How to think about the forces underpinning the great transformations of our time
If like me, you spend a lot of time wading through the internet looking for interesting ideas on technology and innovation it doesn't take long before you come across the concept of exponential change. It's ubiquitous, popping up in everything from marketing blogs to engineering manuals. For a certain brand of futurist, the idea is such a powerful one that it's been elevated to an article of faith; the first principle from which all other conclusions are derived. This kind of thinking is pervasive.
Naturally, when it comes to sacred cows my first instinct is to critically interrogate where they come from (and yes, I'm aware I have a problem with authority. I'm working on it). So I've been doing a lot of thinking about the idea of exponentiality and more specifically about why it seems to be so common in the tech world. Very often you'll see someone present a slide like the one above in a talk or presentation, and give an explanation of why exponential growth is such a powerful force. We've certainly been guilty of this in our own work with Future Crunch. What's always bothered me though is that what's missing is an explanation of WHY technology changes the way it does - why is it that exponential technology laws exist in the first place?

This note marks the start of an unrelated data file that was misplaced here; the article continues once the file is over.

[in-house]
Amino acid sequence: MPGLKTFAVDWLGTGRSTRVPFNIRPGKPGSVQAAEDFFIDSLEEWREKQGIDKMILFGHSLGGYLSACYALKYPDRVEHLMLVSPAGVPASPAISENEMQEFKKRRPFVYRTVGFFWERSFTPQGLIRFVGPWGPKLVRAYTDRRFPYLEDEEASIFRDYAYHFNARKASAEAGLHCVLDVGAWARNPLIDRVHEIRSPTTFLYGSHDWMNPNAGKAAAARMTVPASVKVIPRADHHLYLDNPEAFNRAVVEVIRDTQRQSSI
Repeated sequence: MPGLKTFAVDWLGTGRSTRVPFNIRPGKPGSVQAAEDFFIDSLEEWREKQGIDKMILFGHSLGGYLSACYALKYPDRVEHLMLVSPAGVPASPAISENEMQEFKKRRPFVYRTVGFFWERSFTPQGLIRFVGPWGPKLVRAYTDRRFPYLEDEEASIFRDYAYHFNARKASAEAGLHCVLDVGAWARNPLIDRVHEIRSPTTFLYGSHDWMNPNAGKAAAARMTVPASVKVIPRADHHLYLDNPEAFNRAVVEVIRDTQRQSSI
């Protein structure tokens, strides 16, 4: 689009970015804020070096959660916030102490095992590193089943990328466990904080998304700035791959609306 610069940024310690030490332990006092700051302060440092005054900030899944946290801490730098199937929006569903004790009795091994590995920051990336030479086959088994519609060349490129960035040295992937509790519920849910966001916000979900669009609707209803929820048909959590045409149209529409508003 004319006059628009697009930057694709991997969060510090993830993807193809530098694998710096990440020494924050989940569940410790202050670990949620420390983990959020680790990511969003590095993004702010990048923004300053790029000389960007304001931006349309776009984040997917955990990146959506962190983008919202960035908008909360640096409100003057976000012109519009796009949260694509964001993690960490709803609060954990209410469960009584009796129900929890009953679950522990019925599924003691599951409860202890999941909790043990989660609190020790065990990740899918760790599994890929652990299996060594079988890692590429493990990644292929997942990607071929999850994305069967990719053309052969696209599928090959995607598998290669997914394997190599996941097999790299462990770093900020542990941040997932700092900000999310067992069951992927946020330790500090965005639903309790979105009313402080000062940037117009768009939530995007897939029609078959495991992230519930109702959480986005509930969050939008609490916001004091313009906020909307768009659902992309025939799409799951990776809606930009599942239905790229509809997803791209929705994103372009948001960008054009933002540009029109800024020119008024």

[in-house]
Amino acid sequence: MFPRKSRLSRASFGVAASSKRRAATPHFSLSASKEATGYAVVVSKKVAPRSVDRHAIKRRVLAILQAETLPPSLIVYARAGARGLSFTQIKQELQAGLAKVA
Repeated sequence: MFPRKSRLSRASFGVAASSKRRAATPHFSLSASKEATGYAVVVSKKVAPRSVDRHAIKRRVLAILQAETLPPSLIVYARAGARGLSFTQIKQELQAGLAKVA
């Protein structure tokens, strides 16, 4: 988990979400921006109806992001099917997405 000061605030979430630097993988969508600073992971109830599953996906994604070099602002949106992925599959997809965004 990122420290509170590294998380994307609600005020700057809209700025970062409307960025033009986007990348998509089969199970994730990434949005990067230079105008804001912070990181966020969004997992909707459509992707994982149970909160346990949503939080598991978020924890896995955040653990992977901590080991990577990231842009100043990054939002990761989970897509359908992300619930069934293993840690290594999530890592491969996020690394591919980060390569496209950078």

One way of thinking about this is that the word technology is really just a fancy way of saying tool or technique. The purpose of which is to help humans to do something quicker, more efficiently or with greater safety. So when you have a technological breakthrough it means that we've invented a new tool or technique for achieving an intended purpose. Here's the thing though. New technologies don't necessarily have to replace old ones. That idea has been popularised by a recent spate of literature on what's popularly known as disruptive innovation. I've got a number of reservations about this kind of thing, most of which are covered in this excellent New Yorker article by Jill Lepore. More than anything though, I just think it's a glorified rip-off of Joseph Schumpeter's ideas from the 1970s. Schumpeter argued that capitalism exists in a state of ferment he dubbed creative destruction, with successive waves of innovation destroying established enterprises and yielding new ones. The more I learn though, the more I think that the wave metaphor is problematic, because it suggests that new technologies come along and 'wash away' everything that existed before.